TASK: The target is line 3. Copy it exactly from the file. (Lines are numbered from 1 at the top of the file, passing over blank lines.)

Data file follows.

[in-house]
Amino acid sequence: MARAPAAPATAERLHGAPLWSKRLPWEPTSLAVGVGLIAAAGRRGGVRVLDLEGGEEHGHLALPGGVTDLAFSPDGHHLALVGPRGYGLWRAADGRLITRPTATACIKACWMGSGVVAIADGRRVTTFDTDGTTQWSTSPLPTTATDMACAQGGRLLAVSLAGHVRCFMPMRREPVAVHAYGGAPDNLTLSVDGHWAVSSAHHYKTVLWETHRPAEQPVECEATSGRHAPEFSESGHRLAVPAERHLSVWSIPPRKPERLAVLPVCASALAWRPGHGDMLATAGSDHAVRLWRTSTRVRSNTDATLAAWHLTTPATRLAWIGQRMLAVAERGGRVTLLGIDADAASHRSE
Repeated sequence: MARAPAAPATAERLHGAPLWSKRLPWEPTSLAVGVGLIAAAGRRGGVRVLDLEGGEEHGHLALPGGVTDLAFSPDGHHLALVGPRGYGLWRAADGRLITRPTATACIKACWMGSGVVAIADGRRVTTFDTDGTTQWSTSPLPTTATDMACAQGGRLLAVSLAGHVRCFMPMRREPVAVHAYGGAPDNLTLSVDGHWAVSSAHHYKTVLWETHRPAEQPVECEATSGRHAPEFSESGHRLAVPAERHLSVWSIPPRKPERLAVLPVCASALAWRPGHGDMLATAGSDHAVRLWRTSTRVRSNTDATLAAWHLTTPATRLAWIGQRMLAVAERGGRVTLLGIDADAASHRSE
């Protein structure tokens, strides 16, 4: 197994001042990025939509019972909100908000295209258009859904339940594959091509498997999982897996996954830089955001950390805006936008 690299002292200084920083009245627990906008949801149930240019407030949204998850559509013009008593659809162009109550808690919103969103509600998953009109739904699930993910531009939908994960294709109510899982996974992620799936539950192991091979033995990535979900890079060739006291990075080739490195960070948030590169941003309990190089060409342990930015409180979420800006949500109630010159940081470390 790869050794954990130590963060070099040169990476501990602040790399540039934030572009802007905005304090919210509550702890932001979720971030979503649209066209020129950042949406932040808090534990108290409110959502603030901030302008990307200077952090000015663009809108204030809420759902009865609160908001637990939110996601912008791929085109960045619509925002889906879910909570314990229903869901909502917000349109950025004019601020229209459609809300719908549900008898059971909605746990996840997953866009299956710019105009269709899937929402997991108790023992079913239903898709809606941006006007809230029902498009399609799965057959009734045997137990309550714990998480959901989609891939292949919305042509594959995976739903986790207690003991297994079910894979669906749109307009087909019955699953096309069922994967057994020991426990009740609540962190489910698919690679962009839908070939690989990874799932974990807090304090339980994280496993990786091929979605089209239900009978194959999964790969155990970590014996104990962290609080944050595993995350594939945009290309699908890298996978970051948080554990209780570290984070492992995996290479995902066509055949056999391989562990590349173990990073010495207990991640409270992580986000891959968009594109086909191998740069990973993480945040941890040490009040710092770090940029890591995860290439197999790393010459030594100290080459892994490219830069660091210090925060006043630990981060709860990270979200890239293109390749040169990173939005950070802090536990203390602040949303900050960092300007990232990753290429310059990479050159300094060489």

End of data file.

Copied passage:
Repeated sequence: MARAPAAPATAERLHGAPLWSKRLPWEPTSLAVGVGLIAAAGRRGGVRVLDLEGGEEHGHLALPGGVTDLAFSPDGHHLALVGPRGYGLWRAADGRLITRPTATACIKACWMGSGVVAIADGRRVTTFDTDGTTQWSTSPLPTTATDMACAQGGRLLAVSLAGHVRCFMPMRREPVAVHAYGGAPDNLTLSVDGHWAVSSAHHYKTVLWETHRPAEQPVECEATSGRHAPEFSESGHRLAVPAERHLSVWSIPPRKPERLAVLPVCASALAWRPGHGDMLATAGSDHAVRLWRTSTRVRSNTDATLAAWHLTTPATRLAWIGQRMLAVAERGGRVTLLGIDADAASHRSE